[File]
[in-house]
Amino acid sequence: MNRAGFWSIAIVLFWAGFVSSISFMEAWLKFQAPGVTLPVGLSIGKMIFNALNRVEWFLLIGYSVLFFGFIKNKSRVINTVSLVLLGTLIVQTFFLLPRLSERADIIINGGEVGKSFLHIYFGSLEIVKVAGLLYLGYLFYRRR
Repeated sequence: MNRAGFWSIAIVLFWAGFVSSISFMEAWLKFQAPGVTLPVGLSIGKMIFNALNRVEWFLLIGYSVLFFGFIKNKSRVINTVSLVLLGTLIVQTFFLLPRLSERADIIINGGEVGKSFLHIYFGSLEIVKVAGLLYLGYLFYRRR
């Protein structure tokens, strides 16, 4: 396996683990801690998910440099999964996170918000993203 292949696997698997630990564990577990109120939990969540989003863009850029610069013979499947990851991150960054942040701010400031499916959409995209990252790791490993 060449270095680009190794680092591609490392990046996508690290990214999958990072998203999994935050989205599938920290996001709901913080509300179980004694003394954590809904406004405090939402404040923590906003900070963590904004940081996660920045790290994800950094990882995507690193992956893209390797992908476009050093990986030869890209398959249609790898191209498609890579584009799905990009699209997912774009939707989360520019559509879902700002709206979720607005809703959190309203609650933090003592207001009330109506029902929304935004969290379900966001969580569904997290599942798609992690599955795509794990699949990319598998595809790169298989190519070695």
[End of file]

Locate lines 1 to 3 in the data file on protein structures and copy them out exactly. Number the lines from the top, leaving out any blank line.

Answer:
[in-house]
Amino acid sequence: MNRAGFWSIAIVLFWAGFVSSISFMEAWLKFQAPGVTLPVGLSIGKMIFNALNRVEWFLLIGYSVLFFGFIKNKSRVINTVSLVLLGTLIVQTFFLLPRLSERADIIINGGEVGKSFLHIYFGSLEIVKVAGLLYLGYLFYRRR
Repeated sequence: MNRAGFWSIAIVLFWAGFVSSISFMEAWLKFQAPGVTLPVGLSIGKMIFNALNRVEWFLLIGYSVLFFGFIKNKSRVINTVSLVLLGTLIVQTFFLLPRLSERADIIINGGEVGKSFLHIYFGSLEIVKVAGLLYLGYLFYRRR